Put simply, it is nearly impossible to meet that very high burden to the satisfaction of the jury if the very first exhibit in the case is called into question. The indictment is read into the record at the outset of the trial, the intention being:  a) to inform the jury of the exact nature of the charges; and b) to remind the jury of exactly what the State must prove to them. In the Simpson case, the indictment from the grand jury charged the former football star with first degree murder in the case of Nicole Brown Simpson and second degree murder in the case of Ron Goldman.

875BUNDYDoubt crept into the case when the charge was read. Words like “intentional” may have slid by regarding Nicole’s death, but Goldman’s? I doubt that many of the jurors had extensive knowledge of the crime before they were selected, but let’s assume that most of them were familiar enough to know that no one — not Nicole, not OJ, not anyone identified (to date) in this case knew that Ron Goldman would show up with Nicole’s sunglasses which he had retrieved from the restaurant where he worked.

But the indictment, the written charges against OJ, made little distinction between the victims and their relationship with the alleged killer In fact, the evidence presented as the state wound its way with difficulty through an avalanche of exhibits and testimony paid scant attention to Ron Goldman, possibly hoping that the jury would not focus on the difficulty of murdering two people on the edge of a busy street at 9:30 in the evening — especially when the killer was most likely not expecting to encounter a pair!

I’ll talk some more about the evidence, but you may rest assured that this was not a stupid jury. Did Mark Fuhrman’s virulent racism affect the jurors? Of course it did. How could it not when he played such a pivotal role in the state’s case? But if you doubt that Fuhrman’s testimony was part of the larger context that was not credible to jurors who were asked to use their common sense in judging the evidence as well as the witnesses, then get a copy of Simpson’s book (all proceeds go to the Goldman family), If I Did It: Confessions of the Killer.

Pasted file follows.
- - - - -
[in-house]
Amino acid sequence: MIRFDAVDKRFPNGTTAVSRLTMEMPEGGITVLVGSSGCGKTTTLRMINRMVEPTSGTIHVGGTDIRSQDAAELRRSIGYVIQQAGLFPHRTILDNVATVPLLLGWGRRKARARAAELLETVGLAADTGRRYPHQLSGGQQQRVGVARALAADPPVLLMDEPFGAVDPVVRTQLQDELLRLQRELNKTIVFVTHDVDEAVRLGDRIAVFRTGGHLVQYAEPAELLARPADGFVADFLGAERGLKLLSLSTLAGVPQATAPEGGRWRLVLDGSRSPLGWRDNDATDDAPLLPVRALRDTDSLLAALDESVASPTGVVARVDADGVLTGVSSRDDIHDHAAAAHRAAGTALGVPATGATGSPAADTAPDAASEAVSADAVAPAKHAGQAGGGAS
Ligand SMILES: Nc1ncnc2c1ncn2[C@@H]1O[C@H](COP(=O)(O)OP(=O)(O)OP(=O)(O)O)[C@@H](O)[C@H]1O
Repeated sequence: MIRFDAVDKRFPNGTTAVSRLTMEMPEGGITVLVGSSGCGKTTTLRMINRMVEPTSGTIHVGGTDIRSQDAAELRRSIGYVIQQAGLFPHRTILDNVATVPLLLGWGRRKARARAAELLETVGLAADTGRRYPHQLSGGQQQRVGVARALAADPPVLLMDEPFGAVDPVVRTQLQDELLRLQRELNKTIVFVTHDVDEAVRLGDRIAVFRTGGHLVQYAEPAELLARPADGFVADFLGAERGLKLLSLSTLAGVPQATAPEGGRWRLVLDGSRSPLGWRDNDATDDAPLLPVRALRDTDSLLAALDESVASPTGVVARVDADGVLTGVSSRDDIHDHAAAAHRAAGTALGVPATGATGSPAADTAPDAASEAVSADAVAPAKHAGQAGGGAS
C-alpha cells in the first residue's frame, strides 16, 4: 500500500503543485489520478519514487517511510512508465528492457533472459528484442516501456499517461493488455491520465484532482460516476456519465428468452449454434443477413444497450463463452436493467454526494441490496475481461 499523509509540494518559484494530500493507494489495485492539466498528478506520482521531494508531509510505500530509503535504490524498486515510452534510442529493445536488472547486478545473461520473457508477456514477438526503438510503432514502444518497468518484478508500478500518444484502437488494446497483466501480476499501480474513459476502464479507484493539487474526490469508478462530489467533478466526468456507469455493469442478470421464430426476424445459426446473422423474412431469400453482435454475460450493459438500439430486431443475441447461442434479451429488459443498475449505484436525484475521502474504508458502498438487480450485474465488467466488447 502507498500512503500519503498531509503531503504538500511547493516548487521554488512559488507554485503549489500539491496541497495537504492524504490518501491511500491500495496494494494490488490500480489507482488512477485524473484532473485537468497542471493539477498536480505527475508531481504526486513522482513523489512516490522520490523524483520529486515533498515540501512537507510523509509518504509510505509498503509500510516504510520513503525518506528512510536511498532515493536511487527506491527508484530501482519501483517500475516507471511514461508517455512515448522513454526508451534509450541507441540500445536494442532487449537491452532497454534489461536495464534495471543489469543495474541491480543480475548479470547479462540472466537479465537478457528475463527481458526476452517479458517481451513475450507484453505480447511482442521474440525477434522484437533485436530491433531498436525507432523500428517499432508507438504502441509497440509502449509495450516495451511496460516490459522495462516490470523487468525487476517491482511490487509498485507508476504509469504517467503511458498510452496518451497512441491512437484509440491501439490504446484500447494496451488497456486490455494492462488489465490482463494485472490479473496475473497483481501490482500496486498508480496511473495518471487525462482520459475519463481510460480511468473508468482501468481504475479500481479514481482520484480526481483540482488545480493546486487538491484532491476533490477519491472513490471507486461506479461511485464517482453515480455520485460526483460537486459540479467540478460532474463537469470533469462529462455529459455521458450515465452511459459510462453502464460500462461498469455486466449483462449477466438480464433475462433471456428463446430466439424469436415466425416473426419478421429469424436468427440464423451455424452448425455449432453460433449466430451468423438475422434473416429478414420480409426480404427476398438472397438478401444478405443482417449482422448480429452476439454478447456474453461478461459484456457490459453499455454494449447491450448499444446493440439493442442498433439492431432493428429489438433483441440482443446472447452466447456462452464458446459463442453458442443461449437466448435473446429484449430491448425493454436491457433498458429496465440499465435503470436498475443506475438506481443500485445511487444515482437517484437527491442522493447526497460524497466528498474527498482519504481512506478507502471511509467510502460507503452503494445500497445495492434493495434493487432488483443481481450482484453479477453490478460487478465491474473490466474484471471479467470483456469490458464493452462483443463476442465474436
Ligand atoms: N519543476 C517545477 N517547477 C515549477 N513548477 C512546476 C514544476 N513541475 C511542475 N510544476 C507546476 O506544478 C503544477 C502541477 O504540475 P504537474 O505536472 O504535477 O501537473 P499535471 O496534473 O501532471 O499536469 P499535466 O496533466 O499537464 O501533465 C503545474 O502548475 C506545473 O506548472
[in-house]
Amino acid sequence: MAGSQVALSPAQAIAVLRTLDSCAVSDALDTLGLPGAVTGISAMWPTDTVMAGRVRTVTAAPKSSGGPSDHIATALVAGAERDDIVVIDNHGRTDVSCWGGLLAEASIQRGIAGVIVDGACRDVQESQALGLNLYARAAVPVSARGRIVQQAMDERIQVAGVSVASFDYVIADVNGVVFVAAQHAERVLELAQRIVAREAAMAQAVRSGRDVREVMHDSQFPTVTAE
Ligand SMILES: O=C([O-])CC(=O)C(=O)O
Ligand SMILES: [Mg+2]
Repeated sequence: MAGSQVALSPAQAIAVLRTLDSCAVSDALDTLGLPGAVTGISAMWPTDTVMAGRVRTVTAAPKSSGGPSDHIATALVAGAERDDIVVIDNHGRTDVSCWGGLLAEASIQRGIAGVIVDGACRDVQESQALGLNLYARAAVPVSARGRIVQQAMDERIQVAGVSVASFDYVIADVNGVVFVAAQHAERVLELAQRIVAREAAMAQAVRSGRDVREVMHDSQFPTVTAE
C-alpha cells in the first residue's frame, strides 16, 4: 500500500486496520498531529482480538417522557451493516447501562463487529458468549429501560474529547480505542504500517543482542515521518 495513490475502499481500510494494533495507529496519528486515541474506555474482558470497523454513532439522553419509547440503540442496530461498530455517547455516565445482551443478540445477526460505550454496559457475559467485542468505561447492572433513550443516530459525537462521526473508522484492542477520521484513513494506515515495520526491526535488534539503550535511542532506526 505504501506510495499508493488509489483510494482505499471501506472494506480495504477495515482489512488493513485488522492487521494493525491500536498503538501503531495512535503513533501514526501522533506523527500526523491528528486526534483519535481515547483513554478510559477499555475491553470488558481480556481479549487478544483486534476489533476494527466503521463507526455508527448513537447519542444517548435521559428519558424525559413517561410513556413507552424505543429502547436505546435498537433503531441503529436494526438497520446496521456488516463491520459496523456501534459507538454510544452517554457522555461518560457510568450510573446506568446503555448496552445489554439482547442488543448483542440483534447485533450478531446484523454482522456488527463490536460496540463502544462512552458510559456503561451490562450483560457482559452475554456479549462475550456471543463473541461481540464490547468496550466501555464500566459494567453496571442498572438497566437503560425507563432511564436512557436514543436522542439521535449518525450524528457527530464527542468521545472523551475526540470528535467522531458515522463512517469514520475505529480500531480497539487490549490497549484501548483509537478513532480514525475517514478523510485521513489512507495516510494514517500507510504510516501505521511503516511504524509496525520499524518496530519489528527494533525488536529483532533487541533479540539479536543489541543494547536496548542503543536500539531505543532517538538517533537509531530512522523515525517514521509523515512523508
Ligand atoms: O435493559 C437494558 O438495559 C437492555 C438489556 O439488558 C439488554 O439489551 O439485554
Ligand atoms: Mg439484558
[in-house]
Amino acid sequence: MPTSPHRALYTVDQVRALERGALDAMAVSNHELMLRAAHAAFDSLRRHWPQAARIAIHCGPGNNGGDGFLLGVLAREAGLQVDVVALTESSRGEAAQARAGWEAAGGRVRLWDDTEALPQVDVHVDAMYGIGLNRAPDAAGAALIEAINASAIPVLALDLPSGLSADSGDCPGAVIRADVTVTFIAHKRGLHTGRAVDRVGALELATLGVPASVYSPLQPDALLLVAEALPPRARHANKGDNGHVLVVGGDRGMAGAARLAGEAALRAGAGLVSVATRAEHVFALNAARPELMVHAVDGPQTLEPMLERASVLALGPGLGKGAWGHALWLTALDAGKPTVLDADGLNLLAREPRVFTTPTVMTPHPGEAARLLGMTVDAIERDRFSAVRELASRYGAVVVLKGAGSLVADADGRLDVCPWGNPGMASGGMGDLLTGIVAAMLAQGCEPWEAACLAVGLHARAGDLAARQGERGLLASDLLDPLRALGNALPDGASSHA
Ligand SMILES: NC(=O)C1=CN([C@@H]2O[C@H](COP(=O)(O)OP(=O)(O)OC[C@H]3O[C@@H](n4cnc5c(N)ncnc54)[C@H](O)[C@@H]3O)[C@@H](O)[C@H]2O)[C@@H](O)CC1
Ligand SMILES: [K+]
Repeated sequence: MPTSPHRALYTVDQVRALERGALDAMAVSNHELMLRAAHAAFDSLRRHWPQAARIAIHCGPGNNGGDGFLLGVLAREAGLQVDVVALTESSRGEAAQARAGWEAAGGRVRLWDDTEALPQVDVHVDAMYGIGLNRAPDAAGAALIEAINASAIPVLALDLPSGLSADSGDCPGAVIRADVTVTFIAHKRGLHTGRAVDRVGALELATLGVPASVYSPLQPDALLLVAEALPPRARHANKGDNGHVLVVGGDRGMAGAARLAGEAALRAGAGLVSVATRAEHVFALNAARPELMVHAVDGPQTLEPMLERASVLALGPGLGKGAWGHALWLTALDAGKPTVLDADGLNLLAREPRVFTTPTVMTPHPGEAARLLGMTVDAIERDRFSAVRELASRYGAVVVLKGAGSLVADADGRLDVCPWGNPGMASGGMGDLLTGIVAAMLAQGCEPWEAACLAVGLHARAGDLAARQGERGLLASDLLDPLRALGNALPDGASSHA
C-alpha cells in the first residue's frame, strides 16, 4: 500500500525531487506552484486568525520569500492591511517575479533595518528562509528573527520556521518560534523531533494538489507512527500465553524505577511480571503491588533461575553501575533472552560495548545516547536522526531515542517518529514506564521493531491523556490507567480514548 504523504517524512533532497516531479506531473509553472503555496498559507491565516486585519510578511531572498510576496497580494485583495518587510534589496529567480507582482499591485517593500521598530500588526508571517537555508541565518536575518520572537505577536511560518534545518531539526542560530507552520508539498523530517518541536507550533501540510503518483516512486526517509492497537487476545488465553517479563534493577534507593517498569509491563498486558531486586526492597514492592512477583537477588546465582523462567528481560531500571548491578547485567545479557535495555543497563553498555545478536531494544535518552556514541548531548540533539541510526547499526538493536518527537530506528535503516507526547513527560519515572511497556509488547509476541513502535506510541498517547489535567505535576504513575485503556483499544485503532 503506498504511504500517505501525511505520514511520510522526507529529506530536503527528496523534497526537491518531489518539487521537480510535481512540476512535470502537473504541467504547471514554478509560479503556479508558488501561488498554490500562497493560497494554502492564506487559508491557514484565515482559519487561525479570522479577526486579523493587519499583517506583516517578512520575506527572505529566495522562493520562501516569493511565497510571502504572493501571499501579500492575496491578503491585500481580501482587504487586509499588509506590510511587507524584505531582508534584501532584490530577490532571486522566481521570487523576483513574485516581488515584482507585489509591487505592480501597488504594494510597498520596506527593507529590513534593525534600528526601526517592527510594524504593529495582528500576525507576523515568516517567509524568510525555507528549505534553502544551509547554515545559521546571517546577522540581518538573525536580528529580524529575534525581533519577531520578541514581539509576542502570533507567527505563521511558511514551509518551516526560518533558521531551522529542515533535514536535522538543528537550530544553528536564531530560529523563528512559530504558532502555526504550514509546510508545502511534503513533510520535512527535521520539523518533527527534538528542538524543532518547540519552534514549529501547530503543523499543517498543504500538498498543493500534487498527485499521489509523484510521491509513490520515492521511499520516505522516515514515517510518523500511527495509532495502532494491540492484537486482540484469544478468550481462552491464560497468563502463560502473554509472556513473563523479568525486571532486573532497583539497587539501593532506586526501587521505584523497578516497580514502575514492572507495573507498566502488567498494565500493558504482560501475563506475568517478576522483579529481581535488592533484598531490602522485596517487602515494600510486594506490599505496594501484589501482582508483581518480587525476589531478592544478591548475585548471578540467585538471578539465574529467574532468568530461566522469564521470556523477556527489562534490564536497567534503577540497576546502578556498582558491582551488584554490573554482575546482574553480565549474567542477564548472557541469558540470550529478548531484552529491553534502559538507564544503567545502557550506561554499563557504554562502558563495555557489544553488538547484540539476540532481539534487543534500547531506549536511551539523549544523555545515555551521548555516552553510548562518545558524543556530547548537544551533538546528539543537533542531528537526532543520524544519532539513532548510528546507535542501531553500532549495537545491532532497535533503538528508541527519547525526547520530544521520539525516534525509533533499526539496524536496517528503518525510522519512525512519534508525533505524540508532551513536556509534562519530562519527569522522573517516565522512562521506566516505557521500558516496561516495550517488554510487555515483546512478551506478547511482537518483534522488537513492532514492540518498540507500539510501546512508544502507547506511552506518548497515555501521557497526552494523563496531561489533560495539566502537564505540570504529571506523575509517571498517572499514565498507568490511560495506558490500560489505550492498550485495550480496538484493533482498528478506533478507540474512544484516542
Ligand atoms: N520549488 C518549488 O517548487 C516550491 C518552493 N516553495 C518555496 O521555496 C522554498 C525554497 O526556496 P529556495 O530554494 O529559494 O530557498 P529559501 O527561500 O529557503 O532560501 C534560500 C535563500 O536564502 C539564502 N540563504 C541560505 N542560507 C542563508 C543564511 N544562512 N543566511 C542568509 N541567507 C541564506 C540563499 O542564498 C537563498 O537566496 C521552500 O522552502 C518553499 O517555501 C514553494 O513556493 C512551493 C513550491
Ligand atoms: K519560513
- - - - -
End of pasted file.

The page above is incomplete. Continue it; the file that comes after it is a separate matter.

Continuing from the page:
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Shock at the Pistorius Verdict

Wednesday, September 17th, 2014

Oscar Pistorius appears at pre trial hearing in PretoriaI am frankly shocked at the verdict in the Oscar Pistorius trial. I wasn’t a spectator at the trial and most certainly was not a witness to the crime. But my experience on the bench has trained my brain and my instincts to sort out the evidence from the rhetoric. In this case, the angle of the bullets, combined with the time line of the gunshots, overcomes any inclination to exonerate the defendant of intentional murder. What may have been confusion or passion or rage at shot one, became intentional murder at shots two, three, and four. Even though the Court handed down a guilty verdict to the lesser crime of culpable murder (we call it “manslaughter”) and although that conviction may result in jail time, Pistorius will be now be seen as a co-victim of a crime and a culture.

I understand and accept that we are human beings who cringe at the notion that our heroes may be as flawed or as warped and malicious as any man on the street. Still, this porous moral code leaves us adrift and feeling uneasy. And so it should.